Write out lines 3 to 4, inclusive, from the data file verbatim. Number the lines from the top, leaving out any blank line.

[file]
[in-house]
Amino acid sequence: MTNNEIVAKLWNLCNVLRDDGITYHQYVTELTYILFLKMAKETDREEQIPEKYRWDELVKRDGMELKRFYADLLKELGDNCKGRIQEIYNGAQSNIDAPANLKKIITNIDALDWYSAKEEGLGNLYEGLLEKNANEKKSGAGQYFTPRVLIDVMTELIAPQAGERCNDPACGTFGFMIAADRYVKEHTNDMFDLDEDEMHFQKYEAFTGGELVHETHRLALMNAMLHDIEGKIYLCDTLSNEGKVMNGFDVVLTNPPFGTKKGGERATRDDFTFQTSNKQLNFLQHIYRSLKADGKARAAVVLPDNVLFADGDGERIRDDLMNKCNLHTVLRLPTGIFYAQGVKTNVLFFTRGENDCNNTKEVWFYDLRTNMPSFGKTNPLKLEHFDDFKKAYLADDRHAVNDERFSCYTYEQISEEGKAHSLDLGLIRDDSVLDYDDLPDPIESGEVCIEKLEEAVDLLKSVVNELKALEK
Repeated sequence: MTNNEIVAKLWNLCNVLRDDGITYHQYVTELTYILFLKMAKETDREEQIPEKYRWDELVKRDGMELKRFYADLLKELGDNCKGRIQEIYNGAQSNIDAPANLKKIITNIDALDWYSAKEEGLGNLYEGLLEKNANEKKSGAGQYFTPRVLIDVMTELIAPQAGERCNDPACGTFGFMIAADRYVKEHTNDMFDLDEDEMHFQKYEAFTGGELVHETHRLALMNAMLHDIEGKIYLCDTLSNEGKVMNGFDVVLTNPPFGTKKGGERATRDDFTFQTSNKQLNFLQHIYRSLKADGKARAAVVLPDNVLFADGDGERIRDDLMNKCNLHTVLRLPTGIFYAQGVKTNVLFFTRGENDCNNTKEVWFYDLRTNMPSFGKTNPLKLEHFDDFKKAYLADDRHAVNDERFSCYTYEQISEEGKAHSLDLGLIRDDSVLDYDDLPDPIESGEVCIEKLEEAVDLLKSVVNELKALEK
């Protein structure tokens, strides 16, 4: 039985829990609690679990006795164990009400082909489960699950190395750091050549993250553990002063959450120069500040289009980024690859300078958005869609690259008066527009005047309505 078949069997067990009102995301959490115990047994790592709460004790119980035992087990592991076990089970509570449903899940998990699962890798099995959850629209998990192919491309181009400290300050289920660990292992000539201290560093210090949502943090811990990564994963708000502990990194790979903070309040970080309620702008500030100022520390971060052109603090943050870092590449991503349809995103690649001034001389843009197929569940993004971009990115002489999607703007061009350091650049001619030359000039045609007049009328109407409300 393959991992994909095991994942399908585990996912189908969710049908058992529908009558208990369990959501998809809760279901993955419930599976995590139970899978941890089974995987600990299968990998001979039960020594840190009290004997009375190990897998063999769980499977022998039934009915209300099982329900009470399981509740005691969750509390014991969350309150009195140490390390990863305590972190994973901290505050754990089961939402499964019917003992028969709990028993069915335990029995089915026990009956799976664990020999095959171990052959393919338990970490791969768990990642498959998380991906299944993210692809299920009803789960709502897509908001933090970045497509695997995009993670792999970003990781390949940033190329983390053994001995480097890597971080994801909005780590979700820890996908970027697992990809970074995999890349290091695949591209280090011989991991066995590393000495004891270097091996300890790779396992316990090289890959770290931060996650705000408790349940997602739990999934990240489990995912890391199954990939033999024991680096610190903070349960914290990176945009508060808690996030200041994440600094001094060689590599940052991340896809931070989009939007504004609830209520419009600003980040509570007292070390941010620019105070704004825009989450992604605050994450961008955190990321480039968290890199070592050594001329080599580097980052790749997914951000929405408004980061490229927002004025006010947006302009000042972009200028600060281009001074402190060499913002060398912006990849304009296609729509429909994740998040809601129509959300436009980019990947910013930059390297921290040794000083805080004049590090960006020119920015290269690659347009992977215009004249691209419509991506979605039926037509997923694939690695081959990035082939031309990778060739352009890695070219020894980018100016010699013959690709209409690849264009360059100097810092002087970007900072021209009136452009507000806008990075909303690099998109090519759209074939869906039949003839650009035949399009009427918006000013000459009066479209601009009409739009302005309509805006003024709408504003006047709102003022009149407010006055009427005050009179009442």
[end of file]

Repeated sequence: MTNNEIVAKLWNLCNVLRDDGITYHQYVTELTYILFLKMAKETDREEQIPEKYRWDELVKRDGMELKRFYADLLKELGDNCKGRIQEIYNGAQSNIDAPANLKKIITNIDALDWYSAKEEGLGNLYEGLLEKNANEKKSGAGQYFTPRVLIDVMTELIAPQAGERCNDPACGTFGFMIAADRYVKEHTNDMFDLDEDEMHFQKYEAFTGGELVHETHRLALMNAMLHDIEGKIYLCDTLSNEGKVMNGFDVVLTNPPFGTKKGGERATRDDFTFQTSNKQLNFLQHIYRSLKADGKARAAVVLPDNVLFADGDGERIRDDLMNKCNLHTVLRLPTGIFYAQGVKTNVLFFTRGENDCNNTKEVWFYDLRTNMPSFGKTNPLKLEHFDDFKKAYLADDRHAVNDERFSCYTYEQISEEGKAHSLDLGLIRDDSVLDYDDLPDPIESGEVCIEKLEEAVDLLKSVVNELKALEK
């Protein structure tokens, strides 16, 4: 039985829990609690679990006795164990009400082909489960699950190395750091050549993250553990002063959450120069500040289009980024690859300078958005869609690259008066527009005047309505 078949069997067990009102995301959490115990047994790592709460004790119980035992087990592991076990089970509570449903899940998990699962890798099995959850629209998990192919491309181009400290300050289920660990292992000539201290560093210090949502943090811990990564994963708000502990990194790979903070309040970080309620702008500030100022520390971060052109603090943050870092590449991503349809995103690649001034001389843009197929569940993004971009990115002489999607703007061009350091650049001619030359000039045609007049009328109407409300 393959991992994909095991994942399908585990996912189908969710049908058992529908009558208990369990959501998809809760279901993955419930599976995590139970899978941890089974995987600990299968990998001979039960020594840190009290004997009375190990897998063999769980499977022998039934009915209300099982329900009470399981509740005691969750509390014991969350309150009195140490390390990863305590972190994973901290505050754990089961939402499964019917003992028969709990028993069915335990029995089915026990009956799976664990020999095959171990052959393919338990970490791969768990990642498959998380991906299944993210692809299920009803789960709502897509908001933090970045497509695997995009993670792999970003990781390949940033190329983390053994001995480097890597971080994801909005780590979700820890996908970027697992990809970074995999890349290091695949591209280090011989991991066995590393000495004891270097091996300890790779396992316990090289890959770290931060996650705000408790349940997602739990999934990240489990995912890391199954990939033999024991680096610190903070349960914290990176945009508060808690996030200041994440600094001094060689590599940052991340896809931070989009939007504004609830209520419009600003980040509570007292070390941010620019105070704004825009989450992604605050994450961008955190990321480039968290890199070592050594001329080599580097980052790749997914951000929405408004980061490229927002004025006010947006302009000042972009200028600060281009001074402190060499913002060398912006990849304009296609729509429909994740998040809601129509959300436009980019990947910013930059390297921290040794000083805080004049590090960006020119920015290269690659347009992977215009004249691209419509991506979605039926037509997923694939690695081959990035082939031309990778060739352009890695070219020894980018100016010699013959690709209409690849264009360059100097810092002087970007900072021209009136452009507000806008990075909303690099998109090519759209074939869906039949003839650009035949399009009427918006000013000459009066479209601009009409739009302005309509805006003024709408504003006047709102003022009149407010006055009427005050009179009442």